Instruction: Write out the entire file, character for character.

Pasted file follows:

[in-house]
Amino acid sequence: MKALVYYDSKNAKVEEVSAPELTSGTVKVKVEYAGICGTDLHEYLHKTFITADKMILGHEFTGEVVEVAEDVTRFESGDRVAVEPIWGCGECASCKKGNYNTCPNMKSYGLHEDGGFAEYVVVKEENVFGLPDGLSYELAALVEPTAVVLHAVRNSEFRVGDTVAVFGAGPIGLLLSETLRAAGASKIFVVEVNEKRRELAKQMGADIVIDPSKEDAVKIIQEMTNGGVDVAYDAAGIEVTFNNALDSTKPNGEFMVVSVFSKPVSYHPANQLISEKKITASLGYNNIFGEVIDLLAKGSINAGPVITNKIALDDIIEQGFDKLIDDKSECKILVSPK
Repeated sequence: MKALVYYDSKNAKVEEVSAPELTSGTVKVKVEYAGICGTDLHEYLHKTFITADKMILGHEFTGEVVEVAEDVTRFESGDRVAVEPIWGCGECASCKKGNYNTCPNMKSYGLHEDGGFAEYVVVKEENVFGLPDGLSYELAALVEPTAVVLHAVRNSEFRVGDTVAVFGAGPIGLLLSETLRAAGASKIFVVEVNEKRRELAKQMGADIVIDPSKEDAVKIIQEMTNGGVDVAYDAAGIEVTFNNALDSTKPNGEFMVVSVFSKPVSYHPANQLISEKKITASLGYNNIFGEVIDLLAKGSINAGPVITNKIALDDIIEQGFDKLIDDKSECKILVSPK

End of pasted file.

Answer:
[in-house]
Amino acid sequence: MKALVYYDSKNAKVEEVSAPELTSGTVKVKVEYAGICGTDLHEYLHKTFITADKMILGHEFTGEVVEVAEDVTRFESGDRVAVEPIWGCGECASCKKGNYNTCPNMKSYGLHEDGGFAEYVVVKEENVFGLPDGLSYELAALVEPTAVVLHAVRNSEFRVGDTVAVFGAGPIGLLLSETLRAAGASKIFVVEVNEKRRELAKQMGADIVIDPSKEDAVKIIQEMTNGGVDVAYDAAGIEVTFNNALDSTKPNGEFMVVSVFSKPVSYHPANQLISEKKITASLGYNNIFGEVIDLLAKGSINAGPVITNKIALDDIIEQGFDKLIDDKSECKILVSPK
Repeated sequence: MKALVYYDSKNAKVEEVSAPELTSGTVKVKVEYAGICGTDLHEYLHKTFITADKMILGHEFTGEVVEVAEDVTRFESGDRVAVEPIWGCGECASCKKGNYNTCPNMKSYGLHEDGGFAEYVVVKEENVFGLPDGLSYELAALVEPTAVVLHAVRNSEFRVGDTVAVFGAGPIGLLLSETLRAAGASKIFVVEVNEKRRELAKQMGADIVIDPSKEDAVKIIQEMTNGGVDVAYDAAGIEVTFNNALDSTKPNGEFMVVSVFSKPVSYHPANQLISEKKITASLGYNNIFGEVIDLLAKGSINAGPVITNKIALDDIIEQGFDKLIDDKSECKILVSPK